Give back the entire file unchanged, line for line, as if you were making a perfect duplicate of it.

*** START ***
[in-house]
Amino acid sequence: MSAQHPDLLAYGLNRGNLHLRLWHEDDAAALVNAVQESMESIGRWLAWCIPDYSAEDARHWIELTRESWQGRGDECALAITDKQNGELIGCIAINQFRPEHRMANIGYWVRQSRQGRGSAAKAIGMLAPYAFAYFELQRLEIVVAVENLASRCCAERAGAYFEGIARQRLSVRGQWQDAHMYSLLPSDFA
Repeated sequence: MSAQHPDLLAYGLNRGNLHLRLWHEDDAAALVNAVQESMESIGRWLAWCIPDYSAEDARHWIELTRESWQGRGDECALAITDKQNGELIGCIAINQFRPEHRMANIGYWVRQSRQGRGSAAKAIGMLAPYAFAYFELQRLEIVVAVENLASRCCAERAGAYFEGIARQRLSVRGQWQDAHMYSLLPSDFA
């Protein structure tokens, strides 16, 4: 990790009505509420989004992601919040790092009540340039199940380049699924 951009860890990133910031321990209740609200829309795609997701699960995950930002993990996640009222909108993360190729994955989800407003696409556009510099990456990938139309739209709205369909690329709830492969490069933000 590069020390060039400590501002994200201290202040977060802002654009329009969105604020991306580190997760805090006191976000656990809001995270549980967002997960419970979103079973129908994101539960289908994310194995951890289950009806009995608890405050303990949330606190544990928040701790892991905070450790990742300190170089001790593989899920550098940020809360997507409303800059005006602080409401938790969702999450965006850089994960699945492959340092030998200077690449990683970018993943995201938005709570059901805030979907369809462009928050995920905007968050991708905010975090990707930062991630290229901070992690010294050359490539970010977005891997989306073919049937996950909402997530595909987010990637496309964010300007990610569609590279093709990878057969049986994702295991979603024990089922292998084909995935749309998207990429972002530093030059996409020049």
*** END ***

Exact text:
[in-house]
Amino acid sequence: MSAQHPDLLAYGLNRGNLHLRLWHEDDAAALVNAVQESMESIGRWLAWCIPDYSAEDARHWIELTRESWQGRGDECALAITDKQNGELIGCIAINQFRPEHRMANIGYWVRQSRQGRGSAAKAIGMLAPYAFAYFELQRLEIVVAVENLASRCCAERAGAYFEGIARQRLSVRGQWQDAHMYSLLPSDFA
Repeated sequence: MSAQHPDLLAYGLNRGNLHLRLWHEDDAAALVNAVQESMESIGRWLAWCIPDYSAEDARHWIELTRESWQGRGDECALAITDKQNGELIGCIAINQFRPEHRMANIGYWVRQSRQGRGSAAKAIGMLAPYAFAYFELQRLEIVVAVENLASRCCAERAGAYFEGIARQRLSVRGQWQDAHMYSLLPSDFA
């Protein structure tokens, strides 16, 4: 990790009505509420989004992601919040790092009540340039199940380049699924 951009860890990133910031321990209740609200829309795609997701699960995950930002993990996640009222909108993360190729994955989800407003696409556009510099990456990938139309739209709205369909690329709830492969490069933000 590069020390060039400590501002994200201290202040977060802002654009329009969105604020991306580190997760805090006191976000656990809001995270549980967002997960419970979103079973129908994101539960289908994310194995951890289950009806009995608890405050303990949330606190544990928040701790892991905070450790990742300190170089001790593989899920550098940020809360997507409303800059005006602080409401938790969702999450965006850089994960699945492959340092030998200077690449990683970018993943995201938005709570059901805030979907369809462009928050995920905007968050991708905010975090990707930062991630290229901070992690010294050359490539970010977005891997989306073919049937996950909402997530595909987010990637496309964010300007990610569609590279093709990878057969049986994702295991979603024990089922292998084909995935749309998207990429972002530093030059996409020049």